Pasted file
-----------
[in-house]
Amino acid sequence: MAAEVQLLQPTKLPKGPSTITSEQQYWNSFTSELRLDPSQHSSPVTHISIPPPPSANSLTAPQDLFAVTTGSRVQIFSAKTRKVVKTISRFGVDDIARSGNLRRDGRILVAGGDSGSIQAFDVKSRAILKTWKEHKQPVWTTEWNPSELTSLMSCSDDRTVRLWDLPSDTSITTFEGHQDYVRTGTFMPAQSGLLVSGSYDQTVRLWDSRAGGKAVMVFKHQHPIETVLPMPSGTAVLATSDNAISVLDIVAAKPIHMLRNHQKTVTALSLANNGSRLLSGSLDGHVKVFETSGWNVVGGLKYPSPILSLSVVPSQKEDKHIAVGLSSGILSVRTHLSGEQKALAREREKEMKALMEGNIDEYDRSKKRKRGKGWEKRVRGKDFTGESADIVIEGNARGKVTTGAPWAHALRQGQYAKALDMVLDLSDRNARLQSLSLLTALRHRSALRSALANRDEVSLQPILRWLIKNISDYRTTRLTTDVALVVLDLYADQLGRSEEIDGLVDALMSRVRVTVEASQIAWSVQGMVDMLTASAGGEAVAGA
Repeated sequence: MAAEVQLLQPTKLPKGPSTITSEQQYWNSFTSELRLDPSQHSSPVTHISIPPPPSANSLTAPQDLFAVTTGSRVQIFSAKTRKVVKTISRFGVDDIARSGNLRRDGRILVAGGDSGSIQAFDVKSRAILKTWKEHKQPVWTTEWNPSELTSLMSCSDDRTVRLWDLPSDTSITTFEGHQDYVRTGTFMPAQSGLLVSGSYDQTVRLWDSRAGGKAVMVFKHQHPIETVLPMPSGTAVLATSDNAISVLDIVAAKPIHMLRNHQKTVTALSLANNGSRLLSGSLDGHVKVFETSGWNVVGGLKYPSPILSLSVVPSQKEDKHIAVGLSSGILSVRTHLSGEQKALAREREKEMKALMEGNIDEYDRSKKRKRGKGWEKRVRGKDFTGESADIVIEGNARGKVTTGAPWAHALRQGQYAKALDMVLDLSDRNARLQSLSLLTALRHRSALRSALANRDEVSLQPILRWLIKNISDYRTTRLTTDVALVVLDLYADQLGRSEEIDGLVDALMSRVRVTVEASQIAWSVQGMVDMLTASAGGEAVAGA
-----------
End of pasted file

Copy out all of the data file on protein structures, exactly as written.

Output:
[in-house]
Amino acid sequence: MAAEVQLLQPTKLPKGPSTITSEQQYWNSFTSELRLDPSQHSSPVTHISIPPPPSANSLTAPQDLFAVTTGSRVQIFSAKTRKVVKTISRFGVDDIARSGNLRRDGRILVAGGDSGSIQAFDVKSRAILKTWKEHKQPVWTTEWNPSELTSLMSCSDDRTVRLWDLPSDTSITTFEGHQDYVRTGTFMPAQSGLLVSGSYDQTVRLWDSRAGGKAVMVFKHQHPIETVLPMPSGTAVLATSDNAISVLDIVAAKPIHMLRNHQKTVTALSLANNGSRLLSGSLDGHVKVFETSGWNVVGGLKYPSPILSLSVVPSQKEDKHIAVGLSSGILSVRTHLSGEQKALAREREKEMKALMEGNIDEYDRSKKRKRGKGWEKRVRGKDFTGESADIVIEGNARGKVTTGAPWAHALRQGQYAKALDMVLDLSDRNARLQSLSLLTALRHRSALRSALANRDEVSLQPILRWLIKNISDYRTTRLTTDVALVVLDLYADQLGRSEEIDGLVDALMSRVRVTVEASQIAWSVQGMVDMLTASAGGEAVAGA
Repeated sequence: MAAEVQLLQPTKLPKGPSTITSEQQYWNSFTSELRLDPSQHSSPVTHISIPPPPSANSLTAPQDLFAVTTGSRVQIFSAKTRKVVKTISRFGVDDIARSGNLRRDGRILVAGGDSGSIQAFDVKSRAILKTWKEHKQPVWTTEWNPSELTSLMSCSDDRTVRLWDLPSDTSITTFEGHQDYVRTGTFMPAQSGLLVSGSYDQTVRLWDSRAGGKAVMVFKHQHPIETVLPMPSGTAVLATSDNAISVLDIVAAKPIHMLRNHQKTVTALSLANNGSRLLSGSLDGHVKVFETSGWNVVGGLKYPSPILSLSVVPSQKEDKHIAVGLSSGILSVRTHLSGEQKALAREREKEMKALMEGNIDEYDRSKKRKRGKGWEKRVRGKDFTGESADIVIEGNARGKVTTGAPWAHALRQGQYAKALDMVLDLSDRNARLQSLSLLTALRHRSALRSALANRDEVSLQPILRWLIKNISDYRTTRLTTDVALVVLDLYADQLGRSEEIDGLVDALMSRVRVTVEASQIAWSVQGMVDMLTASAGGEAVAGA